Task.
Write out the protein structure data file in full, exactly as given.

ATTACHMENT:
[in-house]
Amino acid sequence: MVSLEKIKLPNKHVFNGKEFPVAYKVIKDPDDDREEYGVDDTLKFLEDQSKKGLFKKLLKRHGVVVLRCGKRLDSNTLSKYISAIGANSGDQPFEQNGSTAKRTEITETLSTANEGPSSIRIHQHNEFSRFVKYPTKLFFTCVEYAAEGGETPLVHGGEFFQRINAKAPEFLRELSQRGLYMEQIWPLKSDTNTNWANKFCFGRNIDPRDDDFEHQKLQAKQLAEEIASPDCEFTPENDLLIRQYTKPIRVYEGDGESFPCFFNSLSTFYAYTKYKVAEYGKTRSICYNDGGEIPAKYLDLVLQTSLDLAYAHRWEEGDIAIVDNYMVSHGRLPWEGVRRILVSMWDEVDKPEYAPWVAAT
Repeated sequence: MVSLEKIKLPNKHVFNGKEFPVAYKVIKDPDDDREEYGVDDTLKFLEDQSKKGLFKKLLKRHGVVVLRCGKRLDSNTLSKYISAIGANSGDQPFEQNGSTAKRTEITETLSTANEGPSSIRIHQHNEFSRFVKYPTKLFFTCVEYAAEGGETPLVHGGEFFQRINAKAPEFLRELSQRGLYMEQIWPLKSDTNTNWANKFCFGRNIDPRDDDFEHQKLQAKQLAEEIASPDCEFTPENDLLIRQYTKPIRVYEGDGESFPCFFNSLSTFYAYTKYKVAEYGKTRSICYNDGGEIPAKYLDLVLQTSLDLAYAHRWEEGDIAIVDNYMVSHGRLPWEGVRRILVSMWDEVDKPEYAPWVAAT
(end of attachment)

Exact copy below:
[in-house]
Amino acid sequence: MVSLEKIKLPNKHVFNGKEFPVAYKVIKDPDDDREEYGVDDTLKFLEDQSKKGLFKKLLKRHGVVVLRCGKRLDSNTLSKYISAIGANSGDQPFEQNGSTAKRTEITETLSTANEGPSSIRIHQHNEFSRFVKYPTKLFFTCVEYAAEGGETPLVHGGEFFQRINAKAPEFLRELSQRGLYMEQIWPLKSDTNTNWANKFCFGRNIDPRDDDFEHQKLQAKQLAEEIASPDCEFTPENDLLIRQYTKPIRVYEGDGESFPCFFNSLSTFYAYTKYKVAEYGKTRSICYNDGGEIPAKYLDLVLQTSLDLAYAHRWEEGDIAIVDNYMVSHGRLPWEGVRRILVSMWDEVDKPEYAPWVAAT
Repeated sequence: MVSLEKIKLPNKHVFNGKEFPVAYKVIKDPDDDREEYGVDDTLKFLEDQSKKGLFKKLLKRHGVVVLRCGKRLDSNTLSKYISAIGANSGDQPFEQNGSTAKRTEITETLSTANEGPSSIRIHQHNEFSRFVKYPTKLFFTCVEYAAEGGETPLVHGGEFFQRINAKAPEFLRELSQRGLYMEQIWPLKSDTNTNWANKFCFGRNIDPRDDDFEHQKLQAKQLAEEIASPDCEFTPENDLLIRQYTKPIRVYEGDGESFPCFFNSLSTFYAYTKYKVAEYGKTRSICYNDGGEIPAKYLDLVLQTSLDLAYAHRWEEGDIAIVDNYMVSHGRLPWEGVRRILVSMWDEVDKPEYAPWVAAT